Where shall we find a power capable of counter-balancing the... State? There is none other than property... The absolute right of the State is in conflict with the absolute right of the property owner. Property is the greatest revolutionary force which exists.[29]

...the more ground the principles of democracy have gained, the more I have seen the working classes interpret these principles favorably to individual ownership.[30]

[Mutualism] ...will make capital and the State subordinate to labor.[31]

Alienation and exploitation in large-scale industry was to be overcome by the introduction of workers' co-operative associations. These associations were to be run on a democratic basis, otherwise workers would find themselves subordinated just as with capitalist industry. A pragmatist, Proudhon thought all positions should be filled according to suitability and pay was to be graduated according to talent and responsibility.

That every individual in the association... has an undivided share in the company... a right to fill any position according to suitability... all positions are elective, and the by-laws subject to approval of the members. That pay is to be proportional to the nature of the position, the importance of the talents, and the extent of responsibility.[32]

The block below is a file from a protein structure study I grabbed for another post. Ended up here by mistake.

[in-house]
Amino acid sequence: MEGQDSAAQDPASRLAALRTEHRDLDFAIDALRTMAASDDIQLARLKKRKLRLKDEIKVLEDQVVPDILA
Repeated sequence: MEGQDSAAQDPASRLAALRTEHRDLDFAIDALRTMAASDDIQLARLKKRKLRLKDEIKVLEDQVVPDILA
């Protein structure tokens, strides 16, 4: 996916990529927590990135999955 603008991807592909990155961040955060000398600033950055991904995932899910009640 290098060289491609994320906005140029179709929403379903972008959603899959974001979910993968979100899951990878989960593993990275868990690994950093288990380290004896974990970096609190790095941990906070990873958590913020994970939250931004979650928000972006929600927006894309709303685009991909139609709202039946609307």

Proudhon was an enemy of state capitalism and state socialism. At the very most, government could institute or aid the development of a new enterprise, but never own or control it.

In a free society, the role of the government is essentially that of legislating, instituting, creating, beginning, establishing, as little as possible should it be executive... The state is not an entrepreneur... Once a beginning has been made, the machinery established, the state withdraws, leaving the execution of the task to local authorities and citizens.[33]

[Coinage] is an industry left to the towns. That there should be an inspector to supervise its manufacture I admit, but the role of the state extends no farther than that.[34]

The following quote is a good summary of Proudhon's economic and political ideas:

All my economic ideas, developed over the last 25 years, can be defined in three words, agro-industrial federation; all my political views... political federation or decentralization, all my hopes for the present and future... progressive federation.[35]

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1 comment:

freeman said...

Thanks for pointing out that latter post. Good stuff.